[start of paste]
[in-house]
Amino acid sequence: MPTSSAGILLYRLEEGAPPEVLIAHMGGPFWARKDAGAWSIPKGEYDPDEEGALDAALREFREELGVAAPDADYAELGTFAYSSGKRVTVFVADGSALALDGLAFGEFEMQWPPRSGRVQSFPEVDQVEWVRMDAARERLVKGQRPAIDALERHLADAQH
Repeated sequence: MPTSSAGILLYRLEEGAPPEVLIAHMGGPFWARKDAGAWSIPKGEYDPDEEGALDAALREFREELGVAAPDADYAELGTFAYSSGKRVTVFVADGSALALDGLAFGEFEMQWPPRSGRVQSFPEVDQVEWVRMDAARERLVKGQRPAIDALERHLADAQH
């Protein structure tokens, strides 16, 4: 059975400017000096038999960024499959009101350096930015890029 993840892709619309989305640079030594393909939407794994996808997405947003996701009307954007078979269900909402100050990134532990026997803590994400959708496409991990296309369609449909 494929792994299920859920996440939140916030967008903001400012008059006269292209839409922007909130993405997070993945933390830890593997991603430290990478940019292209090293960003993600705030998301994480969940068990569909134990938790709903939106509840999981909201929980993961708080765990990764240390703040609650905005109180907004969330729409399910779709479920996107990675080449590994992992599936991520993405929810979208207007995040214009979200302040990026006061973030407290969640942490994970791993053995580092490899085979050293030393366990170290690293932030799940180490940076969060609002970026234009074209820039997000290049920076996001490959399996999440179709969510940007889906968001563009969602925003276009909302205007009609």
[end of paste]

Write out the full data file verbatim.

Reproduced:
[in-house]
Amino acid sequence: MPTSSAGILLYRLEEGAPPEVLIAHMGGPFWARKDAGAWSIPKGEYDPDEEGALDAALREFREELGVAAPDADYAELGTFAYSSGKRVTVFVADGSALALDGLAFGEFEMQWPPRSGRVQSFPEVDQVEWVRMDAARERLVKGQRPAIDALERHLADAQH
Repeated sequence: MPTSSAGILLYRLEEGAPPEVLIAHMGGPFWARKDAGAWSIPKGEYDPDEEGALDAALREFREELGVAAPDADYAELGTFAYSSGKRVTVFVADGSALALDGLAFGEFEMQWPPRSGRVQSFPEVDQVEWVRMDAARERLVKGQRPAIDALERHLADAQH
């Protein structure tokens, strides 16, 4: 059975400017000096038999960024499959009101350096930015890029 993840892709619309989305640079030594393909939407794994996808997405947003996701009307954007078979269900909402100050990134532990026997803590994400959708496409991990296309369609449909 494929792994299920859920996440939140916030967008903001400012008059006269292209839409922007909130993405997070993945933390830890593997991603430290990478940019292209090293960003993600705030998301994480969940068990569909134990938790709903939106509840999981909201929980993961708080765990990764240390703040609650905005109180907004969330729409399910779709479920996107990675080449590994992992599936991520993405929810979208207007995040214009979200302040990026006061973030407290969640942490994970791993053995580092490899085979050293030393366990170290690293932030799940180490940076969060609002970026234009074209820039997000290049920076996001490959399996999440179709969510940007889906968001563009969602925003276009909302205007009609």